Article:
Oregon State Bar Bulletin OCTOBER 2014
Bar Actions - Discipline
Note: More than 14,800 persons are eligible to practice law in Oregon. Some of them share the same name or similar names. All discipline reports should be read carefully for names, addresses and bar numbers.
JEFF WILSON RICHARDS
Effective June 19, 2014, the disciplinary board suspended Eugene lawyer Jeff Wilson Richards for 90 days for violation of RPC 1.4(a) (failure to keep a client reasonably informed); RPC 1.16(c) (failure to give notice or make motion to withdraw when required to do so); RPC 1.16(d) (failure to take reasonably practicable steps to protect client upon termination of representation); and RPC 8.1(a)(2) (failure to respond in a disciplinary matter).
Richards represented a client in an administrative proceeding. After requesting a contested case hearing, Richards failed to prepare for the hearing or respond to communications from his client. After the client complained to the bar, Richards notified the client that he was closing his practice, but he failed to withdraw from the representation as required by Oregon Administrative Rules, and he failed to promptly forward the client’s file to her new attorney despite an imminent hearing date. Richards did not have a prior record of discipline.
B. TODD BAILEY
Form B resignation
On Aug.7, 2014, the Oregon Supreme Court accepted the Form B resignation of attorney B. Todd Bailey, who is licensed in Oregon and a resident of Idaho.
At the time Bailey submitted his resignation, the bar was investigating a complaint by a circuit court judge and a probate client who alleged that Bailey failed to provide competent representation in the client’s case, failed to take the basic steps to administer an estate in probate, created additional work for the court and put his client at risk of being removed as personal representative. Bailey acknowledged that these allegations implicated violations of RPC 1.1 (failure to provide competent representation) and RPC 8.4(a)(4 ) (conduct prejudicial to the administration of justice).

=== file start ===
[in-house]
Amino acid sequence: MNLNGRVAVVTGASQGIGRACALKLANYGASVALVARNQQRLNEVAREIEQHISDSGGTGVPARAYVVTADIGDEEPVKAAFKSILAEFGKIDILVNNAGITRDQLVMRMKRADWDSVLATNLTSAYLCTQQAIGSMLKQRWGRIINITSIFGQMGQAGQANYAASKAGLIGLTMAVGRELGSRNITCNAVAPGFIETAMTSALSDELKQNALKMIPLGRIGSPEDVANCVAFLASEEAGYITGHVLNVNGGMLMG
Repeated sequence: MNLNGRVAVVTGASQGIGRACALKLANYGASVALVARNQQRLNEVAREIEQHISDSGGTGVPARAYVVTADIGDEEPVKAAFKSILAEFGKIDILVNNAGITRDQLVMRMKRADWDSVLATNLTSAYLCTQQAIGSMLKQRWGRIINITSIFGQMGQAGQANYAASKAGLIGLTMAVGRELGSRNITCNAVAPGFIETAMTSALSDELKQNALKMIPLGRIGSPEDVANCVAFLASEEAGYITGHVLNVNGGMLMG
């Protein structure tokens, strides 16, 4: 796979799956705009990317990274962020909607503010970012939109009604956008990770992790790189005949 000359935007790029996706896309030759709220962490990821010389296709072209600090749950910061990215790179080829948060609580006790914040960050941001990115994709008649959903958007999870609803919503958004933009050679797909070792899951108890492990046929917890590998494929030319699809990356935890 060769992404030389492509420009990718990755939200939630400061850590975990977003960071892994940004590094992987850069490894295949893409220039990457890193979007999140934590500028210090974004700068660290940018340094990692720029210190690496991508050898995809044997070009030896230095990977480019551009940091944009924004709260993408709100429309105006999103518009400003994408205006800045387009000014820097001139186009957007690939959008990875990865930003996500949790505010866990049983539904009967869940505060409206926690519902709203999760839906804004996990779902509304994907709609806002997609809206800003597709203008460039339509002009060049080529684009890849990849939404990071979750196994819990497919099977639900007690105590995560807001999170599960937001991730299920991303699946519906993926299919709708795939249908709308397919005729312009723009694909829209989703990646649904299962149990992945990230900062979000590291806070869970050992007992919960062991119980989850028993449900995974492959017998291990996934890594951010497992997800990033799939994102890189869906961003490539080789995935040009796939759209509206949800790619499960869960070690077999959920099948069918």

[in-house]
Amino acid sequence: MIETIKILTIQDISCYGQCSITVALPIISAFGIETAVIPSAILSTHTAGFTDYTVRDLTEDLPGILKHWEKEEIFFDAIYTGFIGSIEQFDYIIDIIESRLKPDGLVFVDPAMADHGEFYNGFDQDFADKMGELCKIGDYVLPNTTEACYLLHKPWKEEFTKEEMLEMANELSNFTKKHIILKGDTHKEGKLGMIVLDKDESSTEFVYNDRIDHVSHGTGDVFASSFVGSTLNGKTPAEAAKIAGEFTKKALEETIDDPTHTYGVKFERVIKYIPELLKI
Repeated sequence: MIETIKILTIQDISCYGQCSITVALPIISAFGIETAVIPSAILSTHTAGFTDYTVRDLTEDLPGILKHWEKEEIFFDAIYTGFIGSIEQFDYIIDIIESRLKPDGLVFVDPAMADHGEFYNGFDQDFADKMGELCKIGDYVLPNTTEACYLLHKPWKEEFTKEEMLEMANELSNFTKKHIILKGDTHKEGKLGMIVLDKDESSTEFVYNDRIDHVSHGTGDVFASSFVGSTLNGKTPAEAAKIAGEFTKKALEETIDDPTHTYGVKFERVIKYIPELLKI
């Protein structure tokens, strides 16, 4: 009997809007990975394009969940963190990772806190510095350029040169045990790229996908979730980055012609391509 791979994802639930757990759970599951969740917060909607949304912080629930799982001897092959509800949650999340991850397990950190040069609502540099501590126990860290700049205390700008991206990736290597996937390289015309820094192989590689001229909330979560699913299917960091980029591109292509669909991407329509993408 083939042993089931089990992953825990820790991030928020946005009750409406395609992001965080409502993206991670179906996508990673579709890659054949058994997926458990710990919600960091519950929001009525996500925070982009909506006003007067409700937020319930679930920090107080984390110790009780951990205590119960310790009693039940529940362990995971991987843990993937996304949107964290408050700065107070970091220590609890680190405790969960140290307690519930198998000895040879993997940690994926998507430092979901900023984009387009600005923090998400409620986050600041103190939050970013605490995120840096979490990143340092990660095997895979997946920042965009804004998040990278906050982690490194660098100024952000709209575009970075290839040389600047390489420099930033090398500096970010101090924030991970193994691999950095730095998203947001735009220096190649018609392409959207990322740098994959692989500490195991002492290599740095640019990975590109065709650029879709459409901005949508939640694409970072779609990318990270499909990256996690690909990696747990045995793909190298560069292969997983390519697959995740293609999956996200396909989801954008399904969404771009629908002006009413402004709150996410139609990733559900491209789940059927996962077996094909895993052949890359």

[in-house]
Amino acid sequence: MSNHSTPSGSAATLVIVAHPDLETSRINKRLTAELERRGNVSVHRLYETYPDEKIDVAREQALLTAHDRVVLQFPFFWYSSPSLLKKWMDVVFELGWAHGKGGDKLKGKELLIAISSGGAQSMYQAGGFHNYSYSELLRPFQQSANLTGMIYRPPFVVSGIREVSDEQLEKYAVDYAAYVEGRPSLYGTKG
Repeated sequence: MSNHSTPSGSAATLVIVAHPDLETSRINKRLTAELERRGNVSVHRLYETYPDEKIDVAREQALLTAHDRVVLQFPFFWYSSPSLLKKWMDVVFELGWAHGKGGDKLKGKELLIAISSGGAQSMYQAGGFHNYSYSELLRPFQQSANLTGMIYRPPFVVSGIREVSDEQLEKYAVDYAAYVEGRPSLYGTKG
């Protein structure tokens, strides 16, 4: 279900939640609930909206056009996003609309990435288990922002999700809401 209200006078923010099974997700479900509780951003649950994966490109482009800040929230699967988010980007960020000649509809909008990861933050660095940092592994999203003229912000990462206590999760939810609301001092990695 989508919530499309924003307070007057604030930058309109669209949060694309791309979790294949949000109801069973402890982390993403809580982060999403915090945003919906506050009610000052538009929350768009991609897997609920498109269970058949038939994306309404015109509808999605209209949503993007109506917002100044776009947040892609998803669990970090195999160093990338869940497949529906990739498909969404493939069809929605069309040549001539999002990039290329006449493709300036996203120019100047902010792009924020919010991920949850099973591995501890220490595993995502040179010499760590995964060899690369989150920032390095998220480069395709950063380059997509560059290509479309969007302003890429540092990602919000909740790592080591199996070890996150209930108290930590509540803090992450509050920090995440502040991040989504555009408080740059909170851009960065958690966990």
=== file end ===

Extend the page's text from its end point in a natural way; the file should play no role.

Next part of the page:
BRETT COREY JASPERS
Effective Sept. 10, 2014, the disciplinary board approved a stipulation for discipline publicly reprimanding Corvallis attorney Brett Corey Jaspers for violations of the following: RPC 3.3(d) (failure to inform the tribunal of all material facts in an ex parte proceeding); RPC 3.5(b) (improper ex parte communication); and RPC 8.4(a)(4) (conduct prejudicial to the administration of justice).
In representing a noncustodial mother concerned that her son’s father was going to try to take her son to Pennsylvania and keep him there, Jaspers filed an ex parte motion seeking a status quo order restraining the father from taking the child out of state or interfering with his daily schedule. However, the circumstances did not satisfy the requirements for obtaining an ex parte motion under the statute Jaspers utilized. Even if they had, the statute required procedural steps that Jaspers failed to take, including notifying the father, who was then unrepresented.
In addition, Jaspers’ motion did not include information necessary for the court to fully understand the circumstances, including that the father had custody under the judgment then in place, and that the father had proposed a two- to-three-week visit (which was permitted by the current parenting plan). After the court signed the status quo order, Jaspers did not serve it on father, but did send a copy to father’s new attorney a few days later.
Although Jasper has substantial experience in the practice of law, the stipulation reflected that his sanction was mitigated by the lack of dishonest or selfish motive, absence of prior discipline and cooperation with the bar.